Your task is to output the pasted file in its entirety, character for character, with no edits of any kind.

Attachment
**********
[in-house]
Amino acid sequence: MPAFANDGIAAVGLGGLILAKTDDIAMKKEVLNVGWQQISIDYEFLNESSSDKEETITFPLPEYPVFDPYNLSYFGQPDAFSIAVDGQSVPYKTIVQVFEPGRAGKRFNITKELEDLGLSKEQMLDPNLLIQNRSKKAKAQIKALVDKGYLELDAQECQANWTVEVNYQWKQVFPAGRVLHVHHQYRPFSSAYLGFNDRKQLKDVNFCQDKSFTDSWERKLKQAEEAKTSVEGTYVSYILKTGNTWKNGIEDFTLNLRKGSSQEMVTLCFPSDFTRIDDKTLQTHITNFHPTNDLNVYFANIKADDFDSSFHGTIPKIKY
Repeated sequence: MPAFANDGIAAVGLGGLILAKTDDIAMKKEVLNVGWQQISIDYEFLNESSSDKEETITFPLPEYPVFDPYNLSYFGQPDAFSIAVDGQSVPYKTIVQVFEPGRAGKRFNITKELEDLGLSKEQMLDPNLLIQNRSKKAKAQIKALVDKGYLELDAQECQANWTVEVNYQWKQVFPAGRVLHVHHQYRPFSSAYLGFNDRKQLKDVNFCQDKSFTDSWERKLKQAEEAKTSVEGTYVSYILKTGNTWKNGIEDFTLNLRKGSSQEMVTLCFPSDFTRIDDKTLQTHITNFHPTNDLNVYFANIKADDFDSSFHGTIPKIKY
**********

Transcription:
[in-house]
Amino acid sequence: MPAFANDGIAAVGLGGLILAKTDDIAMKKEVLNVGWQQISIDYEFLNESSSDKEETITFPLPEYPVFDPYNLSYFGQPDAFSIAVDGQSVPYKTIVQVFEPGRAGKRFNITKELEDLGLSKEQMLDPNLLIQNRSKKAKAQIKALVDKGYLELDAQECQANWTVEVNYQWKQVFPAGRVLHVHHQYRPFSSAYLGFNDRKQLKDVNFCQDKSFTDSWERKLKQAEEAKTSVEGTYVSYILKTGNTWKNGIEDFTLNLRKGSSQEMVTLCFPSDFTRIDDKTLQTHITNFHPTNDLNVYFANIKADDFDSSFHGTIPKIKY
Repeated sequence: MPAFANDGIAAVGLGGLILAKTDDIAMKKEVLNVGWQQISIDYEFLNESSSDKEETITFPLPEYPVFDPYNLSYFGQPDAFSIAVDGQSVPYKTIVQVFEPGRAGKRFNITKELEDLGLSKEQMLDPNLLIQNRSKKAKAQIKALVDKGYLELDAQECQANWTVEVNYQWKQVFPAGRVLHVHHQYRPFSSAYLGFNDRKQLKDVNFCQDKSFTDSWERKLKQAEEAKTSVEGTYVSYILKTGNTWKNGIEDFTLNLRKGSSQEMVTLCFPSDFTRIDDKTLQTHITNFHPTNDLNVYFANIKADDFDSSFHGTIPKIKY